Resources

Corporations, Activism, and Backlash in Georgia

Corporate America has, once again, found itself in the crosshairs of politics with the passage of Georgia’s restrictive new voting law, which was signed by Gov. Brian Kemp. Last week, some of Georgia’s most prominent corporate leaders began to more forcefully criticize the state’s sweeping new election law, acknowledging concerns of civil rights activists and Black business executives who say the measure targets non-white voters and threatens the democratic process. 

Georgia’s controversial overhaul of state elections, passed last week, places restrictions on voting by mail and gives the legislature more control over how elections are run. The new law requires a photo ID when mailing in an absentee ballot as well as when requesting a ballot. It also cuts the time people have to request an absentee ballot. Georgia’s new laws are among the more than 361 pieces of legislation filed in 47 states aimed at limiting voting rights.

Faith leaders and community leaders announced a national boycott of Georgia-based corporations Coca-Cola, Delta and Home Depot over the passage of the state’s new voting law, beginning on April 7. The business lobby in Georgia, home to 18 Fortune 500 companies, wields significant clout in state politics. Civil rights activists blamed influential executives for not helping spike the new law that’s become a focal point in the nationwide, partisan fight over voting rights. There is rising pressure nationally on corporate titans to defend voting rights more explicitly and oppose efforts in other states that could follow Georgia’s lead.  On Saturday, over 100 U.S. corporations virtually met to discuss corporate involvement in voting rights activism.

Some of the discussion about corporations’ involvement in politics dates back to two controversial Supreme Court decisions: McConnell v Federal Election Commission, and Citizens United v Federal Election Commission. The role of corporate activism involves business firm efforts to demonstrate public support of, or opposition to, one side of a controversial societal issue, as well as how corporations can financially support candidates during elections and their impact on legislative decision making.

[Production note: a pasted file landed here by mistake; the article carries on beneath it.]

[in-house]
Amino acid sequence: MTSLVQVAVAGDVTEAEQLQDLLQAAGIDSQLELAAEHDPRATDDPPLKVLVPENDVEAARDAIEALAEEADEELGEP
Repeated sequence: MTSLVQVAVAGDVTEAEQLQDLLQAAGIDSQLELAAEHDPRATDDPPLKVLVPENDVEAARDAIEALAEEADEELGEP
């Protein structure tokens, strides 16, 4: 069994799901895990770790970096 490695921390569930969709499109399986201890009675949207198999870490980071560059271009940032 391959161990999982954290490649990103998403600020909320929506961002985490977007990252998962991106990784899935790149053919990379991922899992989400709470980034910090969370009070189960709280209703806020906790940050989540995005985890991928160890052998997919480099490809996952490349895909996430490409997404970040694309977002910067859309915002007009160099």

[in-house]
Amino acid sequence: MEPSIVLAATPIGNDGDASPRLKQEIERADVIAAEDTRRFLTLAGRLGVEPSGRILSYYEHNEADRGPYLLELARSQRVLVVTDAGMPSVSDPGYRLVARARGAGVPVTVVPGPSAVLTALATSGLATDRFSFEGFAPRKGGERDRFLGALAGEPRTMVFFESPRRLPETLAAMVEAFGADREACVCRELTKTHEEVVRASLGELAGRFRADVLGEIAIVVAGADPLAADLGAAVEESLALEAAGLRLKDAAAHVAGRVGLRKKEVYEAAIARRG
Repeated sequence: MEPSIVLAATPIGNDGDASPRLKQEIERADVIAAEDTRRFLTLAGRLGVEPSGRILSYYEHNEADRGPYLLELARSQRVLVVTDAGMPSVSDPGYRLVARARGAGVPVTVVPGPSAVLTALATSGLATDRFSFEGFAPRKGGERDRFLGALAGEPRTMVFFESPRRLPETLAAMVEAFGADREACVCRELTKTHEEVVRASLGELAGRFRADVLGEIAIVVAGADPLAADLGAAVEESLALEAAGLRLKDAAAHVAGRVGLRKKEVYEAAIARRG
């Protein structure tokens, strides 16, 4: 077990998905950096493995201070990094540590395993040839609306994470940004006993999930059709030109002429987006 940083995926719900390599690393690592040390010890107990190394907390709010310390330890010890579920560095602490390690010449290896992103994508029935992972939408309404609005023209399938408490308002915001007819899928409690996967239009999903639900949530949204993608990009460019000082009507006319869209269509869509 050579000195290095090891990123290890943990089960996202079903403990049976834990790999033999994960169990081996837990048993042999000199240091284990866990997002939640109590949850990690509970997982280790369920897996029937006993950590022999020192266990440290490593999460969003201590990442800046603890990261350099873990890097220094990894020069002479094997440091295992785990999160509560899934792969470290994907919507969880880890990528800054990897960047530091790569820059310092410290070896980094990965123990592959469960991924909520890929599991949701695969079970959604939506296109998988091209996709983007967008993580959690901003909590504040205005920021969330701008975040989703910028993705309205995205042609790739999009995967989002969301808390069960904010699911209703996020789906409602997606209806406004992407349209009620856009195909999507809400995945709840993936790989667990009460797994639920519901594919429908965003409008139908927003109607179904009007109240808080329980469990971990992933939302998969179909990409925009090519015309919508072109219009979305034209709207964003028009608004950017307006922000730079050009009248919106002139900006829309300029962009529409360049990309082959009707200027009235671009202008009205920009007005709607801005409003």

Sports leagues are also taking a stand on the issue. Last Friday, the MLB declared it will relocate the 2021 All-Star Game and the MLB draft out of Atlanta. The Master’s Golf tournament made a statement about the voting laws in Georgia, although the tournament was held amid protests in Augusta, Georgia, over the weekend. This is not the first time leagues have weighed in on political issues; notably, in 2016 the NCAA boycotted the state of North Carolina after it passed a law limiting LGBTQ rights that included restrictions on which bathrooms people could use.

In this Current Event, we will explore corporations, activism, and backlash against Georgia’s voting rights laws (as well as the upcoming legislation in Texas) with many resources you can use to foster meaningful discussion with your students.

Essential Questions:

  • Why are the new voting laws in Georgia so controversial, and how do they compare with voting in other states?
  • How have corporations influenced politics since the Supreme Court issued its decision on Citizens United v F.E.C?
  • Who are the stakeholders in a boycott, and how does a boycott impact these stakeholders?
  • Why are some boycotts, or buycotts, effective, while others are not?

Videos:

Podcasts:

 

The NPR Politics Podcast

Activists Stoke Corporate Backlash To Voting Restrictions (14 mins)

 

Background:

Recent Articles:

Recent Editorials:

Political Cartoons:

 

Resources for using Political Cartoons in the Classroom: 

 

Articles for Younger Grades:

 

Lesson Plans:

 

Lesson Plans regarding Media & News Literacy (general):

Media Literacy Resources – Newseum

News & Media Literacy Lessons – Common Sense

Media Misinformation, Viral Deception, and «Fake News» – University of Wyoming

Evaluating Sources in a ‘Post-Truth’ World: Ideas for Teaching and Learning About Fake News – New York Times Lessons